Make the world better.My leadership ethos is based on the premise of making people happy and making the world a better place. Big business has had such a bad press that many believe that you have to be a complete sociopath to get on at work. This isn’t true. You don’t have to compromise your principles to progress in your career. I never have, and I haven’t done too badly.
You can make money and make a difference in society. Business has a responsibility that goes beyond generating a return for its investors. The older I get, the more I believe we should be working to make ordinary lives richer – not just rich men richer. Businesses that do not act ethically will lose out in the end. The stories of Tesco and The Co-operative Bank have shown us that recently.
Customers now demand more than just a decent product. They want to know who the people are behind the brand and what they care about. They can sniff out inauthenticity. Customers want to look beyond labels to see what a particular business really stands for; a brand without any real values will not survive.
Your staff need to be as important to you as your family. They need to know you genuinely care about them. They don’t want to be treated the same, they want to be treated as individuals – listened to, consulted, and treated with the respect that they deserve, whether they be a senior exec or the cleaner.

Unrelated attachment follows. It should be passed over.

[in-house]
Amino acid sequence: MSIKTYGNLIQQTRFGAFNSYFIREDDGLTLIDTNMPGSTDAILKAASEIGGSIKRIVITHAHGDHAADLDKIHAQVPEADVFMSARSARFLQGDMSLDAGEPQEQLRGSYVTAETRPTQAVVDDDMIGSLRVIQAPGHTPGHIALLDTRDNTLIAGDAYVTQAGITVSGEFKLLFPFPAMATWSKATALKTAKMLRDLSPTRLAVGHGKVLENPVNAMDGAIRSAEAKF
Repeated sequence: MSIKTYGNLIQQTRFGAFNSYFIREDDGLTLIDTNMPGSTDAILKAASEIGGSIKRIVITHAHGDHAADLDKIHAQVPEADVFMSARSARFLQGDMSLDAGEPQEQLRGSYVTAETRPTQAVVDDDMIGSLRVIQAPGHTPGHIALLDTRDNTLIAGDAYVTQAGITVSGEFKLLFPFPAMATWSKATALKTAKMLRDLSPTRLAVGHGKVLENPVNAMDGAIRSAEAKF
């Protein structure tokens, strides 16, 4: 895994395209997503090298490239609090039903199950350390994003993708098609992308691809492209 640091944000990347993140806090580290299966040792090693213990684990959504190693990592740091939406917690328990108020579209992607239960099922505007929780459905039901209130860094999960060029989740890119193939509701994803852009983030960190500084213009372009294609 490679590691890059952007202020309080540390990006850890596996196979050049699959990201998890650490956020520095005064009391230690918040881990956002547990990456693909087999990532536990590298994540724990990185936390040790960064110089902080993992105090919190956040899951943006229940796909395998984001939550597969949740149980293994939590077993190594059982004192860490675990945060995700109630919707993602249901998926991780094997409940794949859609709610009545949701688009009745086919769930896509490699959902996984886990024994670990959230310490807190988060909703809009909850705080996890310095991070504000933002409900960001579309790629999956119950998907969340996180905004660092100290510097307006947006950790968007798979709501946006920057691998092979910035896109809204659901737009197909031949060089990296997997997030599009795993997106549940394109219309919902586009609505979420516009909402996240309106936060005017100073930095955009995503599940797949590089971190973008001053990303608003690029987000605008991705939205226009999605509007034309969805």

We have made progress in the workplace on diversity this year. Now, every FTSE 100 company has a woman on its board. There is still a long way to go, though, as, across the top FTSE 100 jobs of chief executive, chief financial officer and chair, 95% of posts are still held by white men. Role models and mentors are crucial. Apple CEO Tim Cook’s recent public announcement that he is gay will encourage a whole generation to believe that they can get to the top of their chosen industry.
Customers want to look beyond labels to see what a particular business really stands for
People often confuse ‘being formal’ and ‘being professional’. Just because you are dressed in jeans and working with a dog sitting on your lap doesn’t mean that you’re being unprofessional. Wear a suit if you want to, but don’t think that it makes you any better at your job or more respectable than anyone else.
The legislation to support flexible working is long overdue. We need to focus on what people do and produce, rather than how long they sit at a desk in a particular office. As important is how they interact with colleagues and spend time developing their teams. At their annual review if they are delivering to the standard required and get positive feedback from their teammates, little else matters.
Be kind to yourself. To give your best, you need to feel your best. Work hard, but don’t make yourself ill. Review your diary weekly. Ask: "Does this need to be done? Does it need to be done now? Does it need to be done by me?" With the time you free up by answering these questions honestly, do something that feeds your soul and re-energises you.
In 20 years’ time, the world of work will have transformed. The businesses that will survive are ‘good’ ones; those that place as much value on doing societal good as making a fast buck. My mission is to spread the word and get everyone in the workplace to lobby for this change to happen now.
Bailey is currently writing a book about how to succeed in business without selling your soul.